A Practice Fusion coda: an insider’s perspective on the pressure to ethically breach an ‘objective’ service for revenue

...crossing of the line after Mr. Howard’s departure with a new pharma-minded team. The evidence in the CDS lies in the citations funded by–pharma and biomed companies. The inevitable result: Allscripts, now the owner, settling for $145 million with the DOJ and having ‘kickbacks’ attached to their business. Dr. Reider is now CEO of the Alliance for Better Health in Albany, NY. Docnotes: When sponsored CDS is a crime This is hardly the first instance of the blurring of boundaries between ethics and revenue. All those paying to get their genetic history from 23andme or Ancestry.com ought to consider that... Continue Reading

CB Insights names a Top 150 of digital health startups

...C is notable), top well-funded companies, and ‘unicorn startups’. Unlike Rock Health, CB Insights also looks at where in the world the startups are from: 116 in the 150 from the US, 17 from Asia, 16 from Europe, and 1 from Canada (League employee health benefits). Many of the usual suspects are here: 23andMe, Babylon Health (UK), American Well, Doctor on Demand, Proteus Digital Health, Iora Health, MDLive, Oscar, One Medical, the relentlessly advertised (in US) Noom, TytoCare, China’s WeDoctor and GoodRx (which last month acquired telemedicine provider HeyDoctor). Others are surprising in various aspects: the new well-wired Medicare Advantage... Continue Reading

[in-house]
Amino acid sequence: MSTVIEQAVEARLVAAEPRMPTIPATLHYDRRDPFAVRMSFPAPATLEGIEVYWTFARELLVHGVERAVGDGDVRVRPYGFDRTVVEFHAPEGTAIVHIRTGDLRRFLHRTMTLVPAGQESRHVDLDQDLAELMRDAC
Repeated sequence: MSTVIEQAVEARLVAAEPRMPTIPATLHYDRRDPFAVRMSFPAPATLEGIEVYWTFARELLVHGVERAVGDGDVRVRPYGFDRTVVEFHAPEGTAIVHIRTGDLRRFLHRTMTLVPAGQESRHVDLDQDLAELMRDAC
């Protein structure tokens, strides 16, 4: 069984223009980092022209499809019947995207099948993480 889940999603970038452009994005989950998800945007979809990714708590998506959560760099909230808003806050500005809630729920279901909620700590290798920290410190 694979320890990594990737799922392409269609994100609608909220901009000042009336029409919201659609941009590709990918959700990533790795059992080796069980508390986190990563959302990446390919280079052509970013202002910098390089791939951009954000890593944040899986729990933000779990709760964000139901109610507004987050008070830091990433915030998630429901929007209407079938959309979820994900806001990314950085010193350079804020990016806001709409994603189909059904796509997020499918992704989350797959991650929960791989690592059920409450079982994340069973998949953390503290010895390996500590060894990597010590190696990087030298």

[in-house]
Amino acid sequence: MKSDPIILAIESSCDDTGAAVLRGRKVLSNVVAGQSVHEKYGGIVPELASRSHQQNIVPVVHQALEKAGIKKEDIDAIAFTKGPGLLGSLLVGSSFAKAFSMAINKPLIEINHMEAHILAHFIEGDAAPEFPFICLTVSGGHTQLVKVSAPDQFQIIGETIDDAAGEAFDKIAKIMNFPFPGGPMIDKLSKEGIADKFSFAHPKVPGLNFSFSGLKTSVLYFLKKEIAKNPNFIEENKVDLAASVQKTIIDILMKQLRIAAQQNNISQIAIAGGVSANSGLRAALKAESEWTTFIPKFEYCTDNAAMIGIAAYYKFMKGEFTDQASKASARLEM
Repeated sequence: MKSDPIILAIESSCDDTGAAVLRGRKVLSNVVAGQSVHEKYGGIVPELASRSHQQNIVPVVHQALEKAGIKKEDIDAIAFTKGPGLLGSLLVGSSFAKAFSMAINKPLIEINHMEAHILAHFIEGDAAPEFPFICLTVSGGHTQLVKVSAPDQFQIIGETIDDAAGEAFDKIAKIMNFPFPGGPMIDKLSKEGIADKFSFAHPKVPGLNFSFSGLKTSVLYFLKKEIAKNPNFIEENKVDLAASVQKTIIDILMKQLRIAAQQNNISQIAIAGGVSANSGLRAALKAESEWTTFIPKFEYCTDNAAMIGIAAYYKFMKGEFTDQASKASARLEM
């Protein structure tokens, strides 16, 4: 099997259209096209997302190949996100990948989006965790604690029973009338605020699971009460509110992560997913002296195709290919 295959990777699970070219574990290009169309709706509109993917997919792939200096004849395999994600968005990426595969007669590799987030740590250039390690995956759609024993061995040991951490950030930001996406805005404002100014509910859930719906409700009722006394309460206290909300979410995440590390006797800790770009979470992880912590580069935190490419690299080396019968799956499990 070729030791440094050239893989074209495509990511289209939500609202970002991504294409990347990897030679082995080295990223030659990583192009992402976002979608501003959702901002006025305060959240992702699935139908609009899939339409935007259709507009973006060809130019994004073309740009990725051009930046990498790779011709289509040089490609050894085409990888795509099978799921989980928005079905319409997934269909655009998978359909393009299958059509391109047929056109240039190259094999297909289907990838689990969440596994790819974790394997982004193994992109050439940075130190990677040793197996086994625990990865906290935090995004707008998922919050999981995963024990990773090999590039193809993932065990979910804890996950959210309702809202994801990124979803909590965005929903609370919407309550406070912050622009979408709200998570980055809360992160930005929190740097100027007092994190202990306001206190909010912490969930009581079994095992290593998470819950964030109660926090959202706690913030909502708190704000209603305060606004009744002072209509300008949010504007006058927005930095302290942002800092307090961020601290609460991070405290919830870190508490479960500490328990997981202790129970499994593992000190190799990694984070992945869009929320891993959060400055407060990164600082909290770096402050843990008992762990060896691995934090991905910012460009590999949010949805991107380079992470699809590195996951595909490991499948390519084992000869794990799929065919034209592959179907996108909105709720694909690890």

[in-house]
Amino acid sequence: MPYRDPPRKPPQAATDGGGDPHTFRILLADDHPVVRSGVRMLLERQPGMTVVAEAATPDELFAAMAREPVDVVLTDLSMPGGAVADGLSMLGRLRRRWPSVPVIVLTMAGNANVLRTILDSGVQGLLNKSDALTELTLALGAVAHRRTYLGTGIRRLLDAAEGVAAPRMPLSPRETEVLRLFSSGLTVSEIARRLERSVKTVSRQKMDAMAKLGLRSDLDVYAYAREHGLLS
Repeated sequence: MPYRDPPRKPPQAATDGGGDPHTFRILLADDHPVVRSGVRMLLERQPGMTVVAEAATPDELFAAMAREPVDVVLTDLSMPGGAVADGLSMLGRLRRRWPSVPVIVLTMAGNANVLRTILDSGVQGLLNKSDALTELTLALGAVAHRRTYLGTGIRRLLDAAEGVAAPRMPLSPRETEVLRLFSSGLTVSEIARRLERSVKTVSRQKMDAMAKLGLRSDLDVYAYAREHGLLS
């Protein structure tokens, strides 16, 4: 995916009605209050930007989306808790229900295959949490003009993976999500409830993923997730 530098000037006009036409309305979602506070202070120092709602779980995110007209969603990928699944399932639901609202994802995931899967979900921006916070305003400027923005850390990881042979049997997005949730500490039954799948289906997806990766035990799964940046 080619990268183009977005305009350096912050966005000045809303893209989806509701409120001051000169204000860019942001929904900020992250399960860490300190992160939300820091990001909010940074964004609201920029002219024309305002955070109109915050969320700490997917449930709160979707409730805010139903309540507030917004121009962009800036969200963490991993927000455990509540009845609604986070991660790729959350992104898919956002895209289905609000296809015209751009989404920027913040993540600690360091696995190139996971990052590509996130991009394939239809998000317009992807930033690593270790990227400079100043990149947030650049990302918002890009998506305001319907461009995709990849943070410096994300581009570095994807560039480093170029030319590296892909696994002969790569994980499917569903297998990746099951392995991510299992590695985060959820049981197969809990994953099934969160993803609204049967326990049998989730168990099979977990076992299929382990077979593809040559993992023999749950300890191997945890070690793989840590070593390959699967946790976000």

SNF emergency telehealth provider Call9 shuts down most operations, after $34M raise (updated)

...with a clear path to reducing highly expensive ER/ED admissions in long-term care–a major CMS goal–by over 50 percent and saving several millions per year per facility, additional longer-time frame funding wasn’t in the offing despite a hefty Series A in 2016 and Series B in 2017 with investors like Redmile, Index Ventures, Refactor Capital, and Y Combinator, including 23andMe’s Anne Wojcicki and actor/investor Ashton Kutcher. Perhaps, as Dr. Peck put it in the CNBC article, it’s the difference between immediate fee-for-service revenue versus longer-term value-based care which is built on savings and outcomes for Medicare, Medicaid, and private insurers,... Continue Reading